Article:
The calm before the storm, right before things radically changed. You can hear the thunder in this piece, though we didn’t know it at the time that Edwin Jackson was not going to settle in Toronto.
Continuing The Roll
The Cardinals have a home stand against the two worst teams in the division and they’ve been taking advantage of it. They didn’t really capitalize on their offensive showing last night, getting only three runs out of 11 hits (no walks, not sure if that meant Houston pitching was around the plate or patience wasn’t in force last night) but they didn’t have to since the hot-weather Jake Westbrook showed up.
Again, you have to take some excitement with a grain of salt, since Houston is struggling, but being that these batters had a good career history against Westbrook, I think it’s a good sign. I remember that Westbrook was very solid down the stretch last year (including the mid-September game that was the first Social Media Night) and if he can do that again this year, it increases the odds of the Cards making the playoffs significantly.
All the scoring came via the long ball, as Albert Pujols hit a disputed home run in the first inning, giving the Cards a 2-0 lead, then David Freese added insurance with home run number 5, a career-high for him in the big. We’ve all expected more pop out of Freese and hopefully we are getting it. Last year all of his home runs were centered in a two-week span before his injury. If he can start hitting for a little more regular power, that’d be a good thing.
The bullpen was also stellar last night. Fernando Salas was fairly dominating, striking out the side in the ninth (though he did walk a batter) and Lance Lynn showed that he can be an eighth inning guy now that it appears Eduardo Sanchez isn’t going to make it back this season. All in all, it seemed to alleviate some worries about the pen, even as John Mozeliak said there were more opportunities to bring in a reliever.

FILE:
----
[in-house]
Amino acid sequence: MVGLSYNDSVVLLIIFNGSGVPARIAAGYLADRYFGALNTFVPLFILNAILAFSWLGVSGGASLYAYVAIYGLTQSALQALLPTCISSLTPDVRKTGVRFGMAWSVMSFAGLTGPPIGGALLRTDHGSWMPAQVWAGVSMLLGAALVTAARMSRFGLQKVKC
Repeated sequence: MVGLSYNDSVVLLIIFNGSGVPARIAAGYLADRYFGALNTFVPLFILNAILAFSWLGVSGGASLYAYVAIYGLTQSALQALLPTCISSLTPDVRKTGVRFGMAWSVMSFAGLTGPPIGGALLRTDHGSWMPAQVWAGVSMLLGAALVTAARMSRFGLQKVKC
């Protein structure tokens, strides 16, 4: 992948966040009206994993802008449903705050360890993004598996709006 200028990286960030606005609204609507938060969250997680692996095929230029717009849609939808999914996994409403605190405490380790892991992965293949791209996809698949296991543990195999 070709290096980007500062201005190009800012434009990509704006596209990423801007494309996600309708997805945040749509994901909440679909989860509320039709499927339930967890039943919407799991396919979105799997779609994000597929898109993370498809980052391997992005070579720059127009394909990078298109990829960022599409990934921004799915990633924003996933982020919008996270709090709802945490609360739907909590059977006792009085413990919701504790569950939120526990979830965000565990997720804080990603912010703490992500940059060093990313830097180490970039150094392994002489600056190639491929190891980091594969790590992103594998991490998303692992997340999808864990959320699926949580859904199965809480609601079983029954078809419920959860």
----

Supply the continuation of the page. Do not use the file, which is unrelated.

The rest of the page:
Of course, there is still a pen issue, and that’s the left-handed “relief”. Trever Miller again allowed the only runner he faced to get on last night. It was pointed out that he’s not been used much, throwing only 1 1/3 innings in July. However, in three different appearances in July, he did not get a batter out. In fact, nine of his 39 appearances this year have a 0.0 in the innings column. More to the point, he’s faced 77 batters and allowed 29 of them to reach via hit or walk. When 38% of the time you can’t get the couple of guys out that you are supposed to, it becomes a major issue. I still expect Mozeliak to bring in a lefty if he can find one, but we’ll have to wait and see what’s going to be available.
Lance Berkman gets the Goat as the only hitter with no hits. He also had to leave early due to the shoulder strain that initially looked like it would keep him out of the starting lineup last night as well. Reports are he’s going to get an MRI on it today, which may be a wrench in any trade discussions. Matt Holliday was also out of the lineup battling illness, but should be back in a day or so.